In addition to the birdie on the home hole, Ortiz displayed his grit when he birdied the par-5 16th hole that broke a tie with Johnson. A 6-iron from 222 yards that dribbled to within eight feet of the cup, set up an easy two-putt for the lead.
Chalk that up as another arrow to stock his mental quiver. He knew it was in there somewhere. He knew he had the chops to execute under pressure and to win again.
“I just had to stay aggressive, stay patient, stay in the present. I wasn’t really worried about other people,” Ortiz said. “I know from experience that if I worry about myself and I do the best I can to stay aggressive, for the most part it's going to work out.”
Ortiz qualified for the Masters, though not the one that commences Thursday. He will have to wait until April— hopefully, if it remains on schedule—to make his debut at Augusta National Golf Club, where his younger brother, Alvaro, became the first Mexican to compete in the tournament in 2019. The elder Ortiz will cool his heels at home in Dallas.
Meanwhile, some of the pre-tournament Masters favorites departed from Memorial Park without hardware but feeling a bit more hard-wired in form.
Start with Johnson, making his first start since testing positive for COVID-19. He bogeyed five of his first nine holes on Thursday and six in all in an opening 72 and then proceeded to shoot 66-66-65. The former U.S. Open champion, who finished in a share of second to Tiger Woods in last year’s Masters, suffered just three bogeys over his final 54 holes on a course that induced more triple bogeys or higher than any so far this season—and that includes the U.S. Open at Winged Foot.
Matsuyama, who hasn’t won in more than three years, nearly pilfered the trophy. The Japanese veteran buried seven birdies in a tournament-low 63, a springboard to covet going into the year’s final major for a player who has finished in the top-25 in four of his last six major starts.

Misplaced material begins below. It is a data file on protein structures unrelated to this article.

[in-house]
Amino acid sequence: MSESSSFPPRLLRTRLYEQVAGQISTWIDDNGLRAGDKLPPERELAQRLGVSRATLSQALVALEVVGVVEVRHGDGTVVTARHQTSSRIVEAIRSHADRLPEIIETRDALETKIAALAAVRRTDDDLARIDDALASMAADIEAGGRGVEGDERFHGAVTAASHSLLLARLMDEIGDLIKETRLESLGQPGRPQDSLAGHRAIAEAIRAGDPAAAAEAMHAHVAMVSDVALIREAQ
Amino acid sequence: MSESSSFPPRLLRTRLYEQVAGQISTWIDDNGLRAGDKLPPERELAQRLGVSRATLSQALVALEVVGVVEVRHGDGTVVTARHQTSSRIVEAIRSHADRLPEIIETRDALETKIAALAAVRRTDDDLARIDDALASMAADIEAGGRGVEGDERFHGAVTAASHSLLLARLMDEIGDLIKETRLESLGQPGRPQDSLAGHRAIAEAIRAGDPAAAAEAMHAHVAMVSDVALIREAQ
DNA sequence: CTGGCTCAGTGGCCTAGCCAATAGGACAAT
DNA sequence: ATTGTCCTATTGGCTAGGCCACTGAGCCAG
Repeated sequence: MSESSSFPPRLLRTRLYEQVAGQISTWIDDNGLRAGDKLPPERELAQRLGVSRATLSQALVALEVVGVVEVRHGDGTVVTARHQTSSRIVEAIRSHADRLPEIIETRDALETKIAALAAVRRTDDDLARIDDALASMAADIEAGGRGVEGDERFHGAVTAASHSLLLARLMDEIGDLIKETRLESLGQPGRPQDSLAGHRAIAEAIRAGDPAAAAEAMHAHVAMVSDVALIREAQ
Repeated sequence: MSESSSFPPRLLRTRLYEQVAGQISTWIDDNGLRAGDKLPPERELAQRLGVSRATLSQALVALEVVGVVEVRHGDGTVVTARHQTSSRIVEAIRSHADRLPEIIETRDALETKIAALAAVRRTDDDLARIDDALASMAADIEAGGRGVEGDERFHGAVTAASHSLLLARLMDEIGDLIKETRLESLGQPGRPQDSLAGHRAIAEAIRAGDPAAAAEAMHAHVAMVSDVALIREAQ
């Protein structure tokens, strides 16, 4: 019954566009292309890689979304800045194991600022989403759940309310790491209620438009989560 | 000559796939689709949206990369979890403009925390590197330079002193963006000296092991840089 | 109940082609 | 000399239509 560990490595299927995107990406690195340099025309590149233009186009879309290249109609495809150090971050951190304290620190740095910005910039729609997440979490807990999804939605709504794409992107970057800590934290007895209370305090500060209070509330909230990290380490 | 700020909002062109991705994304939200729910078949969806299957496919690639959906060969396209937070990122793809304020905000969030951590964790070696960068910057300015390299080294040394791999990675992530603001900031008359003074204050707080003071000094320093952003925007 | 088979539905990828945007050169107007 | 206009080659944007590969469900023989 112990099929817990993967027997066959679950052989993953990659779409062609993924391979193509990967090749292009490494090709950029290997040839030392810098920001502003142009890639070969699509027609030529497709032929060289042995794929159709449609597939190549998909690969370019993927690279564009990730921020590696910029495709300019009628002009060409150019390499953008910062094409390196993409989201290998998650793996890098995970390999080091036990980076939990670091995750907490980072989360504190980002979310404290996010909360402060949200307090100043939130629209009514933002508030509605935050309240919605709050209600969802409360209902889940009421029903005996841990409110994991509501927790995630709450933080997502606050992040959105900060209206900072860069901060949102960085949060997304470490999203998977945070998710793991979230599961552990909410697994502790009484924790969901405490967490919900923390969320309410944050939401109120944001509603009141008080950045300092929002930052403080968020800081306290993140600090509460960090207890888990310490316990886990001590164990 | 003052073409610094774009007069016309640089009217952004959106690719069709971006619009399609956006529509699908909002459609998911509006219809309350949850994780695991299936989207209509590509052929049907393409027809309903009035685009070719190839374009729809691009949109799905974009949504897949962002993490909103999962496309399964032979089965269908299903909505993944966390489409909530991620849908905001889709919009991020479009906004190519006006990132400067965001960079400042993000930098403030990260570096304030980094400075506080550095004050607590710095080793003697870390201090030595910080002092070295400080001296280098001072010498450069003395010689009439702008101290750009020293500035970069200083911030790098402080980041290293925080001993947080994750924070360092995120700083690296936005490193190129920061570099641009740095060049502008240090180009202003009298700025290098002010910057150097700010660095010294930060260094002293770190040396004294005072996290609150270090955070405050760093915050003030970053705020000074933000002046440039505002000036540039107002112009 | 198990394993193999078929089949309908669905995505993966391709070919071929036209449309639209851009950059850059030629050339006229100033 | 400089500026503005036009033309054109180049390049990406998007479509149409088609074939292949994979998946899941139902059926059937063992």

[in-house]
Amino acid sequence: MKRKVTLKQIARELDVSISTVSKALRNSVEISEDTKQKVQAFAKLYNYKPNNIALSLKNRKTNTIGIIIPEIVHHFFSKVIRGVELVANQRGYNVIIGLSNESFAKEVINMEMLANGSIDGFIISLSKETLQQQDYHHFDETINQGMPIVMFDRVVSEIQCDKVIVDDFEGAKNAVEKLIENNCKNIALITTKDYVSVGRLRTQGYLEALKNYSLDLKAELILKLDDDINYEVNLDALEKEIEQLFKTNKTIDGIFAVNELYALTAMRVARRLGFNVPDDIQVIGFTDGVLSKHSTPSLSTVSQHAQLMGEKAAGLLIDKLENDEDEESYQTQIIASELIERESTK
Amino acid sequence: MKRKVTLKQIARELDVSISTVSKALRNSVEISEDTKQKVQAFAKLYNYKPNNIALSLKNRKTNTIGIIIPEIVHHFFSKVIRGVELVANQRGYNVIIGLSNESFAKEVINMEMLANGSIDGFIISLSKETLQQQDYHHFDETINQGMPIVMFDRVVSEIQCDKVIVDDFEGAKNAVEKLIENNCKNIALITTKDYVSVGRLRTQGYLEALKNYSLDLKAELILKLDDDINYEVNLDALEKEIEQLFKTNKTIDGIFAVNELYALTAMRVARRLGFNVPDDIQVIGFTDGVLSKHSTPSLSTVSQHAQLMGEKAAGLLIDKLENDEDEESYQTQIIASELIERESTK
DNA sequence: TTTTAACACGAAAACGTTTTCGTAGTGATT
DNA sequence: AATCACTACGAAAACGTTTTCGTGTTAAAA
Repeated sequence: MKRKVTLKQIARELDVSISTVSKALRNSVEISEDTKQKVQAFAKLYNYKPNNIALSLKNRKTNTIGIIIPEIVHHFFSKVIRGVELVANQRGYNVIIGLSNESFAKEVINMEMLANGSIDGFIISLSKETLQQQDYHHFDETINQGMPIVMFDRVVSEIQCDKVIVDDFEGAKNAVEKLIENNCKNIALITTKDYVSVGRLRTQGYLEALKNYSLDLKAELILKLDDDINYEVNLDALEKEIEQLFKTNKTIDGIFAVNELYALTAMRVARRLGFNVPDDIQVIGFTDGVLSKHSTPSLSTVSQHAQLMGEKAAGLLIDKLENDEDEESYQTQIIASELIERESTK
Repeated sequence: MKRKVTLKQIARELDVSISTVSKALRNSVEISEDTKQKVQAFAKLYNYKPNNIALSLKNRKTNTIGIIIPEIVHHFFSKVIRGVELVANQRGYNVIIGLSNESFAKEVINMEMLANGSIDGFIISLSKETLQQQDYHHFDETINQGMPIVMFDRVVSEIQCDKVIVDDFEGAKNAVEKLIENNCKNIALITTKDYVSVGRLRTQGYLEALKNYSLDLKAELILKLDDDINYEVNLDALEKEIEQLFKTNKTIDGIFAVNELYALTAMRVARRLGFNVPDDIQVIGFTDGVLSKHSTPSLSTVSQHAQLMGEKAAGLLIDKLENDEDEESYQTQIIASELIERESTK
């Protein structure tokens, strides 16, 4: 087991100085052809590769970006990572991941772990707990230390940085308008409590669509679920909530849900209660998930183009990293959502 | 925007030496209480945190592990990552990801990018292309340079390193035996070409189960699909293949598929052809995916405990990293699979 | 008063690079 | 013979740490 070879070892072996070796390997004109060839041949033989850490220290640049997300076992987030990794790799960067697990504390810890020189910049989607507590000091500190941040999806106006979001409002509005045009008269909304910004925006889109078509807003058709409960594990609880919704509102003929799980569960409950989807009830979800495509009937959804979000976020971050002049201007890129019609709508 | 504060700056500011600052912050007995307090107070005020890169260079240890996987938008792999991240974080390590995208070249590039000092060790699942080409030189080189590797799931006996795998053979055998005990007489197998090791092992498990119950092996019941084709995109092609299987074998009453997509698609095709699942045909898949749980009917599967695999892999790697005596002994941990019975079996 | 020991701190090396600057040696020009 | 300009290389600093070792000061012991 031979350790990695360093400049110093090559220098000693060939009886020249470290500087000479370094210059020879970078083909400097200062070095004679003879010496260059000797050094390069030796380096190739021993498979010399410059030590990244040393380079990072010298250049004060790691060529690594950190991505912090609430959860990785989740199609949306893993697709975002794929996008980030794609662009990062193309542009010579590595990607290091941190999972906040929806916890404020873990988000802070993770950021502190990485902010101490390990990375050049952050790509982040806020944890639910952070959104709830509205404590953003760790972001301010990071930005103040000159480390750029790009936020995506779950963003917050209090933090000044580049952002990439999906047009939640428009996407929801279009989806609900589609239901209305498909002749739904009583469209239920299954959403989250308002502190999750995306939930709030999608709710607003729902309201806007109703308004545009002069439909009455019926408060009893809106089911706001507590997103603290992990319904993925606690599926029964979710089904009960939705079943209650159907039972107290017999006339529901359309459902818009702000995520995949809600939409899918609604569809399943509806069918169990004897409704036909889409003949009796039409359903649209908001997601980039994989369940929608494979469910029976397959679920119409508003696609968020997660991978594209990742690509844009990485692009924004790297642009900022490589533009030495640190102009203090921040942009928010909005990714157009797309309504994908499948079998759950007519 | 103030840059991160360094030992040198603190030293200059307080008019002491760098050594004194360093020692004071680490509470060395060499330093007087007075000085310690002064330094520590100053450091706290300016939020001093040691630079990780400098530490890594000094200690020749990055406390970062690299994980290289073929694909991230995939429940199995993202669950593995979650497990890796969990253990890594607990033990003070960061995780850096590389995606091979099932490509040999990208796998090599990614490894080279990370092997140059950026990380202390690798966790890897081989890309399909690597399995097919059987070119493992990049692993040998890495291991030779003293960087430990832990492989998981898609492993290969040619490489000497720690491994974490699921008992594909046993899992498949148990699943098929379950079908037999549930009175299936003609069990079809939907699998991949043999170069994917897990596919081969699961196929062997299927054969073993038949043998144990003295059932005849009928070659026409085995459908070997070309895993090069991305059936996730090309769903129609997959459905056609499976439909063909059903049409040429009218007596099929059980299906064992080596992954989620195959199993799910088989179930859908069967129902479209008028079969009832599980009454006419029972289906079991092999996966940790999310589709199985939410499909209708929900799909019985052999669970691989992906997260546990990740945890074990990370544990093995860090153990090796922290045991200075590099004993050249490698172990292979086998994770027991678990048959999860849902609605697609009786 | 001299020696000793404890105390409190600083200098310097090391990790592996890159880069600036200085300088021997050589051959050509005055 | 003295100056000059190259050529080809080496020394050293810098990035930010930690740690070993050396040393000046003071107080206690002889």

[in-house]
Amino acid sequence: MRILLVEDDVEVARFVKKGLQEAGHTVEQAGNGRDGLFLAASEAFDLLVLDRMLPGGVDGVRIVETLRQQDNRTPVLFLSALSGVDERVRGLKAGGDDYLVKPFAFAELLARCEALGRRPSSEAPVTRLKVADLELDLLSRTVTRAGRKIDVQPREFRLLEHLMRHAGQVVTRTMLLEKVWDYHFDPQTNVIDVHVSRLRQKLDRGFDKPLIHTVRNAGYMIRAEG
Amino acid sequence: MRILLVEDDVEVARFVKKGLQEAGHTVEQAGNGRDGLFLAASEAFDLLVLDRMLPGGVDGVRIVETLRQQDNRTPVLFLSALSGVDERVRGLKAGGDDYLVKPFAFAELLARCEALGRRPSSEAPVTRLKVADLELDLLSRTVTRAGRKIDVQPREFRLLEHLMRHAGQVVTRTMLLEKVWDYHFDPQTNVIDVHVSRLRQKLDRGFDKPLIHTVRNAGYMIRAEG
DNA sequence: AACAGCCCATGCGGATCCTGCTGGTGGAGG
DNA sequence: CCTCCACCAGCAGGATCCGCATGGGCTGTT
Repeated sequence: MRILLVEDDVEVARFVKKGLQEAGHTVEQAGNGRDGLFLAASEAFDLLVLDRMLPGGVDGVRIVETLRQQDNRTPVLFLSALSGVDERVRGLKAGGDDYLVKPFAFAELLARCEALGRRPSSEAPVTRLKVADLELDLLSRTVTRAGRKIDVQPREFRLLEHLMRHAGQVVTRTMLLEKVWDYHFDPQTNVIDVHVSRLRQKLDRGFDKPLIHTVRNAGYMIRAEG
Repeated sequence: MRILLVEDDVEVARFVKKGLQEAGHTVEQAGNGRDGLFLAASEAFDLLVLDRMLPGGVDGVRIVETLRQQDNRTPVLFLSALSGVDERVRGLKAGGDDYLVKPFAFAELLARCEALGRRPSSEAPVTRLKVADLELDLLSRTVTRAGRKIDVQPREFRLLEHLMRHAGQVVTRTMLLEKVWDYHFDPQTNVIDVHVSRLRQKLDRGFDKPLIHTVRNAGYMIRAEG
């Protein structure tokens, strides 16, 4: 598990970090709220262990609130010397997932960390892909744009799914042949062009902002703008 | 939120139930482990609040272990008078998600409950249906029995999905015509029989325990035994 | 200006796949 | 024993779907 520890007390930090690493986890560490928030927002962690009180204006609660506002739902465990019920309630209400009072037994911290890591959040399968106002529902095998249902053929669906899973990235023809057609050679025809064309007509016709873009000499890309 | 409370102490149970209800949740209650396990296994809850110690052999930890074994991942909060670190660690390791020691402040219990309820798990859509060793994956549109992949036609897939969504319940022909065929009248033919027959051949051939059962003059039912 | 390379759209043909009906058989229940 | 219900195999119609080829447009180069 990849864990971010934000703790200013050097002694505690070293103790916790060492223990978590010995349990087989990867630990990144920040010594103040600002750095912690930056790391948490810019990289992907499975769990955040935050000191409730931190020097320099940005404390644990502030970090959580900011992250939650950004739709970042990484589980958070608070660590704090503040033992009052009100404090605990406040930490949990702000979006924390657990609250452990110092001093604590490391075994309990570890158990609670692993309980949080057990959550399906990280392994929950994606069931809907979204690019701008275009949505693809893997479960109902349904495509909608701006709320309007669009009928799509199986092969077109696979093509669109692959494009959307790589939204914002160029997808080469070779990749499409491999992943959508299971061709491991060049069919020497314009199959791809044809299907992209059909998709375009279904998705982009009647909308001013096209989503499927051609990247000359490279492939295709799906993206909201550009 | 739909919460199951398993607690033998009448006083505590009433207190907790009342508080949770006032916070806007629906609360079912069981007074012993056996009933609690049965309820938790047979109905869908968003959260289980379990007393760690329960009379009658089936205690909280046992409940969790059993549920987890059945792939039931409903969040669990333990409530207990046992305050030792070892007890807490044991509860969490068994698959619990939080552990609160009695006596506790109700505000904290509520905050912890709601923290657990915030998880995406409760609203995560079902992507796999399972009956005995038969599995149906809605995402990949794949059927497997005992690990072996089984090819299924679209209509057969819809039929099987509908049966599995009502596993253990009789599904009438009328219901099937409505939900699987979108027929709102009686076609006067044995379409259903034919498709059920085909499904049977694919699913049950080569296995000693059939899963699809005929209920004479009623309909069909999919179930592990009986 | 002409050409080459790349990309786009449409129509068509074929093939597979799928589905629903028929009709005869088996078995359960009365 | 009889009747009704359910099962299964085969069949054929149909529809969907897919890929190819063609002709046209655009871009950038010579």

Then there’s Koepka, who joined Johnson (and Xander Schauffele) as runner-up to Woods 19 months ago. The Floridian also started slowly after an experiment with a new driver, a decision he admitted was “stupid.” You always get honesty from the four-time major champ. He ended up tied for fifth at eight-under 272 by posting consecutive 65 on the weekend.
“It was nice, build some confidence I guess going into Augusta scoring well,” he said. “The first two days, it's a shame I put in a new driver. Never should have done that, probably cost me the tournament, but at the same time playing well, just got to play well next week.”
Koepka, who missed the U.S. Open in September to rest a knee injury that has hampered him much of the year, converted 20 birdies for the week. Local knowledge may or may not have been a factor. Oddly, none of his peers sought insight on the new venue. Then again, maybe they sensed where that might lead.
“No, nobody asked me for advice,” Koepka said, “but I wouldn’t give it up either way.”
Tough crowd in Houston. Carlos Ortiz can add that to his ledger of reasons for satisfaction.